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ChiefJoJo

Don't forget to vote!

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Thanks for that. More people need to be voting in municipal elections, especially those of us who are urban enthusiasts! I voted early the other day and I have a feeling this year the turnout is going to be very very low. Oh yes, and thanks for posting the link for the INDY voting guide.

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Here's the Indy voting guide (hint):

link.

Besides Mayor and City Council in Raleigh, there will be a bond referendum on roads and affordable housing.

A bond referendum on roads? But I thought the John Locke foundation said they pay for themselves!

:rofl:

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In the Raleigh elections, only *ONE* district out of five is even being contested, and there

are only four candidates for 2 at-large seats. Out of those four, only two (the ones the Indy endorses) seem to have ventured anywhere outside of North Raleigh during the whole "campaign".

Do the long hours and low pay make it difficult/impossible to attract multiple candidates?

The lack of debates and candidate forums is equally distressing. With this election being "early" (October instead of first tuesday after the first monday of Nov.) and *no* statewide elections, 10 percent turnout might be optimistic.

It will be interesting to see how the roads and housing bonds fare. The fact that the city has to raise funds to maintain state owned roads could set a dangerous precedent. DOT may see that Raleigh can pay for those roads, so it can divert even more of the collected gas, registration, etc. taxes to areas not paying their share (outer belts/"economic generators" for every city w/ greater than 50K population east of I-95! Hooray!).

The housing bond is also a slippery slope. I live just East of downtown, and for the life of me can't belive $100 million + of investments have been made in the area. But who wants to say they're against the poor/disadvantaged?

Both bonds will do a lot of good for the small tax increase, but of course some people will complain about any tax increase but want to keep their high standard of services... ugh.

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Who are the candidates that promote smart growth, and urban development in contested campaigns? All the information I got was from the News & Observer's special little voting section, and it was not overly helpful.

I found it interesting the Libertarian's (running for mayor) first priority is to stop construction of the convention center. Is that view shared on this board also?

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Check out the link I posted above. Basically, in Raleigh, it's Kekas, Stephenson for Council at Large, and Meeker for Mayor. Also there is the bond referendum for roads and housing.

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Russ is ANTI_DEVELOPMENT people. Go to a planning commission meeting sometime. He is terrible.

What a loss for Raleigh that will be.

There was a real reason he was not appointed to fill the vacancies left

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I read the same thing about that guy, wanting to halt construction on the convention center. He's nuts! We definately don't need a guy like that in office. I don't agree with some of the actions of Mr. Meeker, but i'm darn sure voting for him.

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^^ I echo that about Russ Stephenson. He was one of the loudest foes against the Coker development at Wade and Oberlin. Look where it got us. After that whole episode I've pretty much decided that I don't care if that part of town rots away.

I do have to agree with RS, though, that fees for new houses (that require extensions of infrastructure) should rise. I have lived here my whole life and live in a 40 yr old house. I shouldn't have to pay to make a transplant's house cheaper and more desirable (thus making mine less desirable). Raising the fees might even make people want to move closer intown and build infill more than just extending the outskirts.

John Odom is against raising these fees, but was VERY PRO NORTH HILLS. We had a dogfight with some of the NIMBYs in this neighborhood. The whole thing almost didn't get built. You know what the alternatives were? Conversion of the mall to an outlet mall or demolition and replacement with a big box strip backing up to the beltline with a sea of asphault to Six Forks and Lassiter Mill. UGH!!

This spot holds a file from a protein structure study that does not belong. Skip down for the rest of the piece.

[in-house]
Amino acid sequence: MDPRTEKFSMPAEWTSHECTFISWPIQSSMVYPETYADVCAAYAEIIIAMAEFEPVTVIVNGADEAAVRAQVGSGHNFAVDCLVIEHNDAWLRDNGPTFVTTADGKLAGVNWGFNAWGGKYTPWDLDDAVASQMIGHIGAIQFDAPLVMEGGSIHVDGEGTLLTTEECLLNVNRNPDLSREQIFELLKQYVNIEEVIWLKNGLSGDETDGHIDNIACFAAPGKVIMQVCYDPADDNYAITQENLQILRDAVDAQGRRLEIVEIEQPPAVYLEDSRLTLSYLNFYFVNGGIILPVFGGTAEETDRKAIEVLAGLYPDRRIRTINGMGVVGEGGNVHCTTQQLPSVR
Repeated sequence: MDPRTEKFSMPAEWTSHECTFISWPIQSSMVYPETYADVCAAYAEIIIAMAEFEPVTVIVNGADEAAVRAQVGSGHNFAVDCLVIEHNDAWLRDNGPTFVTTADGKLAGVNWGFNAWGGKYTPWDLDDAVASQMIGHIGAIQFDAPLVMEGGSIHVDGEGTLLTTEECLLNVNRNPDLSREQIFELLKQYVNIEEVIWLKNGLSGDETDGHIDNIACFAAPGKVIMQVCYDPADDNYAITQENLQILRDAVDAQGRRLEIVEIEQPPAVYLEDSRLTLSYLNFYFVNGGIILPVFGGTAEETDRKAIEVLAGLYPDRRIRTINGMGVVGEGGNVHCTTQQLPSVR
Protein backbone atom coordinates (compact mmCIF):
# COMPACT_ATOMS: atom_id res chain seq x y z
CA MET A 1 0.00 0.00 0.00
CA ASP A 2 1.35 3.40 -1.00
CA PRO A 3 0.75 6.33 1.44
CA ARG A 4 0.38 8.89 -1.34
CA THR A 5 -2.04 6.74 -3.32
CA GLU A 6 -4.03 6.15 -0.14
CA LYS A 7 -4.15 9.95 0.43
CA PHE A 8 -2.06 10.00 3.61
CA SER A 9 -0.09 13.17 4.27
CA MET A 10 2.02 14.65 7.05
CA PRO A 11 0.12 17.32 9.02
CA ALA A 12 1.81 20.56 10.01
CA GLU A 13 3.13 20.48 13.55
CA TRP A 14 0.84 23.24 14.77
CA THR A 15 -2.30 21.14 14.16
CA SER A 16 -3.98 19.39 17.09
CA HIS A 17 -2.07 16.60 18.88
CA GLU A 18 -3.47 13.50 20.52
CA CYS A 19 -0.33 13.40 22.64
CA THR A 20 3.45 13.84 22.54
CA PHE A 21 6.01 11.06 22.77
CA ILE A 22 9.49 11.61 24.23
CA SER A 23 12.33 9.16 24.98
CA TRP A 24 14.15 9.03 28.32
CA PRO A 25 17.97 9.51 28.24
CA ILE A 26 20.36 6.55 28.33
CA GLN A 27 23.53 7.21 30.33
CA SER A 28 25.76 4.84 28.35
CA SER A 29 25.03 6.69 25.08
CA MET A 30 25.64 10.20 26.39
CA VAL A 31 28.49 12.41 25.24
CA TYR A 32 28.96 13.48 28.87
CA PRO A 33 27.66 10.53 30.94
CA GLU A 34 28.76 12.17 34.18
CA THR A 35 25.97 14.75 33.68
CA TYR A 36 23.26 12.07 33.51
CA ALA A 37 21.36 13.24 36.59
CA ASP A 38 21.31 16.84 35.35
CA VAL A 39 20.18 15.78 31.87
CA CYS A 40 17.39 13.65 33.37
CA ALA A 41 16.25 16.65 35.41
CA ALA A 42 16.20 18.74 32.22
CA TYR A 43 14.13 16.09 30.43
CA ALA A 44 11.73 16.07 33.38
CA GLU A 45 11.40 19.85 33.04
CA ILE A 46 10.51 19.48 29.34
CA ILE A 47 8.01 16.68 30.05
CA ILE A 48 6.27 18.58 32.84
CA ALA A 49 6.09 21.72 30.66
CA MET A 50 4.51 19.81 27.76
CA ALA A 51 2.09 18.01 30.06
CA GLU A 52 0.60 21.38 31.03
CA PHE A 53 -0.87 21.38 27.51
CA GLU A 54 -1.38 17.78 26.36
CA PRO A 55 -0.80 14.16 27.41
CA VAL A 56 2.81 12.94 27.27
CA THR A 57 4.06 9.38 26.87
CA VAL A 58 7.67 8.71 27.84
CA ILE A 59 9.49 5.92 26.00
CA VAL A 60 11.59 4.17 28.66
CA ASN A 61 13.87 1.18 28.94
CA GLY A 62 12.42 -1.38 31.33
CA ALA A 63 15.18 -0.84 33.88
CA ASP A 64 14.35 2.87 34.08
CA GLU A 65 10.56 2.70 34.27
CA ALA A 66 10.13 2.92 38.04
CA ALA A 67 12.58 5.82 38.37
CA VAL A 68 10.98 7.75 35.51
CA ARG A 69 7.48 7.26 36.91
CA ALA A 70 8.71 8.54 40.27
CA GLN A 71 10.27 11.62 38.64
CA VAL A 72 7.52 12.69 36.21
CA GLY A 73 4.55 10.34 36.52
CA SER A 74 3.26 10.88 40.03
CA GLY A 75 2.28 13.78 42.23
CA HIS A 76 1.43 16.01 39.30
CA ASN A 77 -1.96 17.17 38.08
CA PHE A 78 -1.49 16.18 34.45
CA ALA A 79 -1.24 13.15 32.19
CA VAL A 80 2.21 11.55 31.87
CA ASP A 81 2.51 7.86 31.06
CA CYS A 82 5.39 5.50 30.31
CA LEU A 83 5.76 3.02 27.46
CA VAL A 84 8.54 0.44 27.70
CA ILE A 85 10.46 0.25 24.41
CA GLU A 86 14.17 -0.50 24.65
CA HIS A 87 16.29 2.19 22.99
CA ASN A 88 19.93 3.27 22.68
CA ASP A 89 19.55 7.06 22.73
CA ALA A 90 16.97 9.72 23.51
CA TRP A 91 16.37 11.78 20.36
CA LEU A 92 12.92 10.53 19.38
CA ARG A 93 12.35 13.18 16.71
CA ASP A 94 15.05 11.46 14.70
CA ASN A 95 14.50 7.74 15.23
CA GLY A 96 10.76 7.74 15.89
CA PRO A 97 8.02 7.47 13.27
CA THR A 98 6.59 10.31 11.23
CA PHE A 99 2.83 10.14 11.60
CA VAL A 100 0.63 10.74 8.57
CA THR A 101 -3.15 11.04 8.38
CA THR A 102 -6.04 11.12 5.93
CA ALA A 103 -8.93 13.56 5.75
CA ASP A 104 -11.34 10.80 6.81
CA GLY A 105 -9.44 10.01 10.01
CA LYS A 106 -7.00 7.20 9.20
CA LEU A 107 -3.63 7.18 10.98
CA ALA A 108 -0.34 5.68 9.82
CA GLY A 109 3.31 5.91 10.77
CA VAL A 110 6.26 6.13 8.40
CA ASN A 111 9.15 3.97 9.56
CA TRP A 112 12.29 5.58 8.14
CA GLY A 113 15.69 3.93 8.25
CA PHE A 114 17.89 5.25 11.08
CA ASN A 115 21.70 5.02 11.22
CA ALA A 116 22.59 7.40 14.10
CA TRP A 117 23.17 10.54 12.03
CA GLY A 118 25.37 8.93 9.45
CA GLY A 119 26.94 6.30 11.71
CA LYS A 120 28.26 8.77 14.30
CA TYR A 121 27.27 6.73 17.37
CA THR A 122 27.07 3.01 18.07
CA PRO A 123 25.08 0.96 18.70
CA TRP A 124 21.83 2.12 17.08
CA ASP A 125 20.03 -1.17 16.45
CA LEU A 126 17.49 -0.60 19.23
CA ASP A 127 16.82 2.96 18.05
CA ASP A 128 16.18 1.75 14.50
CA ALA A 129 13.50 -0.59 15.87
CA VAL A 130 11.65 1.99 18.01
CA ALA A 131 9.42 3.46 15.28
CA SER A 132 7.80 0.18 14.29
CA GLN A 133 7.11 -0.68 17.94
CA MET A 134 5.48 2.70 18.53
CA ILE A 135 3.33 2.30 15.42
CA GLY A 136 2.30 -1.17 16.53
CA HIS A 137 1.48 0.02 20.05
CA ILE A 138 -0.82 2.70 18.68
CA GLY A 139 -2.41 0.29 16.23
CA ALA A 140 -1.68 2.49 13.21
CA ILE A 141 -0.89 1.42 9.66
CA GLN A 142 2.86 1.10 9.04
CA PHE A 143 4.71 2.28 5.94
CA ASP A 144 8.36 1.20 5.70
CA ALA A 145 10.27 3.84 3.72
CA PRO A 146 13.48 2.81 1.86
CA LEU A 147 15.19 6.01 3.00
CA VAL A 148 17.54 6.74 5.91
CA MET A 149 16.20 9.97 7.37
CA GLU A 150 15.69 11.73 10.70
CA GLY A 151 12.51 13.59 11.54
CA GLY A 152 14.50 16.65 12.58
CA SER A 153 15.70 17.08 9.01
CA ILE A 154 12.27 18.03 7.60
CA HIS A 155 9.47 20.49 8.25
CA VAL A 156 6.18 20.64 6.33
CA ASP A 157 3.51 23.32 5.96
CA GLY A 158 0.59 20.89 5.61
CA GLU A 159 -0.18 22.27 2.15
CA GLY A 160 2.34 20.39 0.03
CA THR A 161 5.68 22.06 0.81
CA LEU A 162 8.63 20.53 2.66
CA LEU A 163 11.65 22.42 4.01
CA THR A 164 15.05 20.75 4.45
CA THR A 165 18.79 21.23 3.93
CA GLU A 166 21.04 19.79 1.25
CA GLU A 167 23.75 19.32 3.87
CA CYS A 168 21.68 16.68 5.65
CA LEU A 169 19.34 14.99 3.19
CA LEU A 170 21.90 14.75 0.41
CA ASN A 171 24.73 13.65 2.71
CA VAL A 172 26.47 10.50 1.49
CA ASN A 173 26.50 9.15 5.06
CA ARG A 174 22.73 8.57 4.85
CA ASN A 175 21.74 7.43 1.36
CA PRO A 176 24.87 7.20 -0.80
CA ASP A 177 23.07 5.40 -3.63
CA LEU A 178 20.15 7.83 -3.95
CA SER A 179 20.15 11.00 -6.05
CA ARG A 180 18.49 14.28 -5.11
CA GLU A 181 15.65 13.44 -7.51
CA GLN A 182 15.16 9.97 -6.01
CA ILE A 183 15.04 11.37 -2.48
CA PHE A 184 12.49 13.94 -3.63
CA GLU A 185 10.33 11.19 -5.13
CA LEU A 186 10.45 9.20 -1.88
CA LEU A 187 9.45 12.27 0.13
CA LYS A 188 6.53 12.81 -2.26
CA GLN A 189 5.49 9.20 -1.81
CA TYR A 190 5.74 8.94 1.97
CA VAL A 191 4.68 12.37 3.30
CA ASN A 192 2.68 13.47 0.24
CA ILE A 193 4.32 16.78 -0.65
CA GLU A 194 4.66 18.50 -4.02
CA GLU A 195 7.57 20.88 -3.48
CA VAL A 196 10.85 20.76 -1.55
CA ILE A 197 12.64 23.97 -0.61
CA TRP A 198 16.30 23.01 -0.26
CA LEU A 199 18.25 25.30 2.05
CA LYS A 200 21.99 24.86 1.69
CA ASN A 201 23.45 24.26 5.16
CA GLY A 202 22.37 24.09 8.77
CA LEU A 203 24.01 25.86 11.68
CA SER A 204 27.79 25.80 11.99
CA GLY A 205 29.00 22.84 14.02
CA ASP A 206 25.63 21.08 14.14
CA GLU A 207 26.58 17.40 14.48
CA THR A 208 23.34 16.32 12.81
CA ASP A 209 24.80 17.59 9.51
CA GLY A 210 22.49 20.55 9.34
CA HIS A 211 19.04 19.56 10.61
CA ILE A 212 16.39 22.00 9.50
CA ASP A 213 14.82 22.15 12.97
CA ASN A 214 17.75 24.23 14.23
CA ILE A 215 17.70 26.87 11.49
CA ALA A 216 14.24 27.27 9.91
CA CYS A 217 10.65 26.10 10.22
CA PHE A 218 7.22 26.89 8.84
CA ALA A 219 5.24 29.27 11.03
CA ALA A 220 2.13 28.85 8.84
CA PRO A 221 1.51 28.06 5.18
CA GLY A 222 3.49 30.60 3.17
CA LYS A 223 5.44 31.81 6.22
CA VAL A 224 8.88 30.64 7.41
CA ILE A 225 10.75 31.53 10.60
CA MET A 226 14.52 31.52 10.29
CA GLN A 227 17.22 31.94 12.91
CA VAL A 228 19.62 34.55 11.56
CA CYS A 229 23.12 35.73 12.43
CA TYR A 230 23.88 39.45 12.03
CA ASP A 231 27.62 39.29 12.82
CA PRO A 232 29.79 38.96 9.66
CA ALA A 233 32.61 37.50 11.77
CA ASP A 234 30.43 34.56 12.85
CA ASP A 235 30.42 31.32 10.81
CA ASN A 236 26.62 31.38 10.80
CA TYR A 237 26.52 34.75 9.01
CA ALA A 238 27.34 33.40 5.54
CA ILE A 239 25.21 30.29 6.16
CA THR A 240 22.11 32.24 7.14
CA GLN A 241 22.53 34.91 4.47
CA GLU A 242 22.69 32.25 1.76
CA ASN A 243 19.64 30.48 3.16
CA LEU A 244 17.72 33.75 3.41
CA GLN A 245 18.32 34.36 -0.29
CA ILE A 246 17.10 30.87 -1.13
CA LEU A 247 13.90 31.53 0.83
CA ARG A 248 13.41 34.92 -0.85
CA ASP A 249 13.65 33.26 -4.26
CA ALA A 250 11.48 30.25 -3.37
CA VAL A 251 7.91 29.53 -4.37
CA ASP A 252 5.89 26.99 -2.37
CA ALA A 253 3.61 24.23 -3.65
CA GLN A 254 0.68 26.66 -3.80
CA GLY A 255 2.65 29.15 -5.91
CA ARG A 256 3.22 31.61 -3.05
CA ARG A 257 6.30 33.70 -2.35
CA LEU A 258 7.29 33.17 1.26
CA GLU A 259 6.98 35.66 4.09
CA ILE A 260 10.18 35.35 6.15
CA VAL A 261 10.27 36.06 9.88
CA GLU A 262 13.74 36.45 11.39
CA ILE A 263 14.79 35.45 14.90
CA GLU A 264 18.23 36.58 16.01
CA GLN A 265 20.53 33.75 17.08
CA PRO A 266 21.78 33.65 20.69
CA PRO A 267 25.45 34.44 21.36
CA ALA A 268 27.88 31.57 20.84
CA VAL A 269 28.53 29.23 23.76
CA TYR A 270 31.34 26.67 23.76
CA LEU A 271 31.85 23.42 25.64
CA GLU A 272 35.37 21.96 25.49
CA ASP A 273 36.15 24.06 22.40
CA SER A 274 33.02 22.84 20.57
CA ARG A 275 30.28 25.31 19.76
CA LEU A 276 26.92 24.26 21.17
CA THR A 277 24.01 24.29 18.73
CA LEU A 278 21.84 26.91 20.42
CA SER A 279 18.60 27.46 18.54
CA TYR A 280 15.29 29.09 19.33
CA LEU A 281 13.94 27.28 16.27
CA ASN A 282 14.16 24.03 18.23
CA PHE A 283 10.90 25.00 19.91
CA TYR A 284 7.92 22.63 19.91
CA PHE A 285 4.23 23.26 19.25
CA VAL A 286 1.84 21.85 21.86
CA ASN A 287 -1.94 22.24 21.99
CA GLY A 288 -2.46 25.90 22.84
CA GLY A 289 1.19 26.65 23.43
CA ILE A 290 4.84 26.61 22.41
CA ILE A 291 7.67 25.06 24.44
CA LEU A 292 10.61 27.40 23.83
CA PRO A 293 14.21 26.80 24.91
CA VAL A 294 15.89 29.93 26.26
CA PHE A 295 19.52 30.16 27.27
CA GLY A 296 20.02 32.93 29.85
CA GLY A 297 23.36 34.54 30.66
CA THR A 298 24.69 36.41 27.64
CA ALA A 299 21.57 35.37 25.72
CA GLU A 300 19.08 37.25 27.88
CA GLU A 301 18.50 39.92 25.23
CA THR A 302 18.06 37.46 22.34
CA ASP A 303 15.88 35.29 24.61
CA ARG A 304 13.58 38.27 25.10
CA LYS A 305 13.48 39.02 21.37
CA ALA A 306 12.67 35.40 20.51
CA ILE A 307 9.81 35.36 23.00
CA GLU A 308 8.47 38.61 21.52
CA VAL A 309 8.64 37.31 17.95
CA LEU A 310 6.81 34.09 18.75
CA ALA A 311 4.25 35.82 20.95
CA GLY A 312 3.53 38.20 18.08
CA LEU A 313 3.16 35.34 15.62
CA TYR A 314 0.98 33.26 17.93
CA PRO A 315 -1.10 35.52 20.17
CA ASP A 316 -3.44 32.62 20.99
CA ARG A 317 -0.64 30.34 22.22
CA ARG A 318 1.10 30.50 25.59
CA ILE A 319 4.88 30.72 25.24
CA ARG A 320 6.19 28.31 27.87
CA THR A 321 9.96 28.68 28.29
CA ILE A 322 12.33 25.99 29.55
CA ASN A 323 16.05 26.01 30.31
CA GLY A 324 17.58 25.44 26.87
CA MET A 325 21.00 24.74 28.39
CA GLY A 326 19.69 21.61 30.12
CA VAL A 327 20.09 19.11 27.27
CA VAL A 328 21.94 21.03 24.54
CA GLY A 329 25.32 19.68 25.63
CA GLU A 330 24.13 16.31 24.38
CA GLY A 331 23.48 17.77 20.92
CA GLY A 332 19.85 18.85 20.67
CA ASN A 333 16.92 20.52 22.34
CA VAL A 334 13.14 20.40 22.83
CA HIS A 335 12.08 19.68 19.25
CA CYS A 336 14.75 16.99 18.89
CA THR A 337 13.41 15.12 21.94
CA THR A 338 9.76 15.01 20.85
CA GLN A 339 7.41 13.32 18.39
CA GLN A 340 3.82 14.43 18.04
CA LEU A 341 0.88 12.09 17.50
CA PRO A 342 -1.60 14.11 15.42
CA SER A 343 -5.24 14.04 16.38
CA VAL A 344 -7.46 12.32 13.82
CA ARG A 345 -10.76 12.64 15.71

I'm keeping tight lipped on Raleighing about politics because it is just too murky for us in our infancy. Now, I love some Libertarian party ideals, but what is this Mayoral candidate thinking? Stop the convention center and make it a park? Is the current Civic Center reopenable? I guess it is but MAN! (I'm shaking my head).

At least he is making a name for himself (what was his name again?) . This field of candidates is about as interesting as watching grass grow, overall.

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I have to say that the main reason I voted for Russ, is the development impact fees. The fact that the council voted only 5-3 to study the idea speaks volumes about the pro-developer stance of several members on the council, including Odom. Our fees are WAY behind all other cities in NC. Time for those that move here to pay for the sprawl they generate.

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Well, it looks like Kekas and Stephenson were elected in the at-large contest. Guess we'll see raised impact fees now? According to the N&O, in the race between Craven and Anderson for District A - Craven is in the lead but it's too close to call.

At least one anti-busing candidate was elected for the school board. It remains to be seen whether a majority will support the economic diversity policy or not.

Both bond issues - affordable housing and roads - passed. Wonder when they're going to start improving Hillsborough Street? It usually takes a while after bonds are approved until they are actually issued and the money becomes available.

I wonder whether it would be possible to hold a bond issue to support the TTA rail system? Or would a tax increase for transit be akin to touching a "third rail"?

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Life just got a lot harder for John Kane (with his North Hills phase II plans) yesterday. :angry:

We all know how a bond referendum on a mass transit system to reduce I-40 traffic a whopping 8% would turn out. However, you can still sleep because given the history of the convention center bond referendums (voted down twice by voters), the City's leaders would "railroad" the thing through anyway, regardless of people's apathy for the wimpy project.

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^^ I echo that about Russ Stephenson. He was one of the loudest foes against the Coker development at Wade and Oberlin. Look where it got us. After that whole episode I've pretty much decided that I don't care if that part of town rots away.